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Social Sci LibreTexts

4: Society and Social Interaction

  • Page ID
    578
  • [ "article:topic-guide", "authorname:openstax" ]

    In sociology, social interaction is a dynamic, changing sequence of social actions between individuals or groups A social interaction is an exchange between two or more individuals and is a building block of society. Social interactions can be studied between groups of two (dyads), three (triads) or larger social groups. By interacting with one another, people design rules, institutions and systems within which they seek to live. Symbols are used to communicate the expectations of a given society to those new to it.

    • 4.0: Introduction to Society and Social Interaction
      Sociologists study how societies interact with the environment and how they use technology.
    • 4.1: Types of Societies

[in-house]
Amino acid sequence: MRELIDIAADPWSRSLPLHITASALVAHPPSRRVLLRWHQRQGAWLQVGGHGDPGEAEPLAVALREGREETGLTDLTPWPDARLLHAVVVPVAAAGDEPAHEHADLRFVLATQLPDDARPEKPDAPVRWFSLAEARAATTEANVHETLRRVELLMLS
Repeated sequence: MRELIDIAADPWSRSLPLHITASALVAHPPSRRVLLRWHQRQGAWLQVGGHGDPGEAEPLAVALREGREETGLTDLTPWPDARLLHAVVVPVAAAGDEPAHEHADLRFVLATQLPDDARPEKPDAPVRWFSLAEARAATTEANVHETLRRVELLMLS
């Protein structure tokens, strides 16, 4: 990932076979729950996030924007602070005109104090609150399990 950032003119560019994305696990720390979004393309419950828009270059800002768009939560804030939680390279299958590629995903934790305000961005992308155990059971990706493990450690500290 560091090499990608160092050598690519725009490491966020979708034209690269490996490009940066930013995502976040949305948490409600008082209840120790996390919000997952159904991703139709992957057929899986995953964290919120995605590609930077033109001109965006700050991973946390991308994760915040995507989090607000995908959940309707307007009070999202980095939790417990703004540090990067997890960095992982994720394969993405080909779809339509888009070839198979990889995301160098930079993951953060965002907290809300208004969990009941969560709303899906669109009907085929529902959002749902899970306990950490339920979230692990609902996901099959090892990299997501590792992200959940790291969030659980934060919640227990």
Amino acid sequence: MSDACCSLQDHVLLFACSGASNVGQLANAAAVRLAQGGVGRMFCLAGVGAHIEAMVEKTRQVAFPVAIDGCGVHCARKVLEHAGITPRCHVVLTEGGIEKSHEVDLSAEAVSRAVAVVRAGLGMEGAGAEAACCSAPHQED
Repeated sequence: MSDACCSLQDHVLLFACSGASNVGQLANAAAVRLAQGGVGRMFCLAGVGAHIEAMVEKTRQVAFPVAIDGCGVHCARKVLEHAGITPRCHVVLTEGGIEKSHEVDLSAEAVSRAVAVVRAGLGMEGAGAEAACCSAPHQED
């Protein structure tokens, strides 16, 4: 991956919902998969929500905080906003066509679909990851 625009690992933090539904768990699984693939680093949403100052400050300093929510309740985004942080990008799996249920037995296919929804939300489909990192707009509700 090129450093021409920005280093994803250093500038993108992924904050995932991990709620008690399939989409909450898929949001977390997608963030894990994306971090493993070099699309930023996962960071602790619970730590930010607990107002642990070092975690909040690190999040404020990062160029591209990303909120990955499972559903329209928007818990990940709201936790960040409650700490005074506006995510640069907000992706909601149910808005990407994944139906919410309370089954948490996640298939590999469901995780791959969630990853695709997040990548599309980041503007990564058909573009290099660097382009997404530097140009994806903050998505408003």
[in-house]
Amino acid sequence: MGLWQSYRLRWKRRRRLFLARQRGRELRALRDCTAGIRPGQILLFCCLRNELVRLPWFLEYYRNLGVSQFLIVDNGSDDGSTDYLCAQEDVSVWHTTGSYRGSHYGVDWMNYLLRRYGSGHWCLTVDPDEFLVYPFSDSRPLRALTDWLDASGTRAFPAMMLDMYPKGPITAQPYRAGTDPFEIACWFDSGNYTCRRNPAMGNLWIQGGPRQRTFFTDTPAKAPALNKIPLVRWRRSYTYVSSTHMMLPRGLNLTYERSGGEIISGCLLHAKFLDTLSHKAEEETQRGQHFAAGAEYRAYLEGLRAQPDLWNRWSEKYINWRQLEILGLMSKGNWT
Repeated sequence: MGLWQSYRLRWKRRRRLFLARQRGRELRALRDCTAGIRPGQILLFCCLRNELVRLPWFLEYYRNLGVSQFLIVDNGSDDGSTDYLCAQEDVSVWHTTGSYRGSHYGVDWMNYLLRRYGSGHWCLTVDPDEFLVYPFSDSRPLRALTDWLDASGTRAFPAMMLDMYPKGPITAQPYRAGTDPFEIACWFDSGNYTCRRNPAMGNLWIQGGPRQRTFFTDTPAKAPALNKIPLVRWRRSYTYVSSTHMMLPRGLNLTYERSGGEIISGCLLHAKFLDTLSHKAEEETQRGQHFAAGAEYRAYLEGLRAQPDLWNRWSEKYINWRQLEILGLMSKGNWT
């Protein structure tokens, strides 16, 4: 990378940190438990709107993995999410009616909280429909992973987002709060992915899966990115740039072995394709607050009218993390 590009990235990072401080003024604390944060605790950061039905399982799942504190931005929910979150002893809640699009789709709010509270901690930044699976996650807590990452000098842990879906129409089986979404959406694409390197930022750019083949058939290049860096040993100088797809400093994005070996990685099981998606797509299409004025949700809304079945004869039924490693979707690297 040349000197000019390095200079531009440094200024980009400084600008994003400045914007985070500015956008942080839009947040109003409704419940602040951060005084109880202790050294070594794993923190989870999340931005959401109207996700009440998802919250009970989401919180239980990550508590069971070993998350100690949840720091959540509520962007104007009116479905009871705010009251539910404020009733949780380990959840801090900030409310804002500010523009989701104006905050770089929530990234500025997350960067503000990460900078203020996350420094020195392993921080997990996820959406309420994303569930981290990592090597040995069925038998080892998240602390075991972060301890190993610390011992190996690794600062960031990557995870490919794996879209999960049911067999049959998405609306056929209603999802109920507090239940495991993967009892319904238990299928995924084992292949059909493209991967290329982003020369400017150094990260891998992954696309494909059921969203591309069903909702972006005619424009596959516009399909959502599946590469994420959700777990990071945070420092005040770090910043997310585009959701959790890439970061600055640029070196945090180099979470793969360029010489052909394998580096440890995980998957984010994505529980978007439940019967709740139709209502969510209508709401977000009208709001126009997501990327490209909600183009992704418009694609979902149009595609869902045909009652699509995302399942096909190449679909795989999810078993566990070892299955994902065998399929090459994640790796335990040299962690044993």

Societies are classified according to their development and use of technology. For most of human history, people lived in preindustrial societies characterized by limited technology and low production of goods. After the Industrial Revolution, many societies based their economies around mechanized labor, leading to greater profits and a trend toward greater social mobility. At the turn of the new millennium, a new type of society emerged.
    • 4.2: Theoretical Perspectives on Society
      Émile Durkheim believed that as societies advance, they make the transition from mechanical to organic solidarity. For Karl Marx, society exists in terms of class conflict. With the rise of capitalism, workers become alienated from themselves and others in society. Sociologist Max Weber noted that the rationalization of society can be taken to unhealthy extremes.
    • 4.3: Social Constructions of Reality
      Society is based on the social construction of reality. How we define society influences how society actually is. Likewise, how we see other people influences their actions as well as our actions toward them. We all take on various roles throughout our lives, and our social interactions depend on what types of roles we assume, who we assume them with, and the scene where interaction takes place.

    Thumbnail: Looking north up Broadway from 43d Street, New York, USA. Image used with permission (Public Domain; Jim.henderson)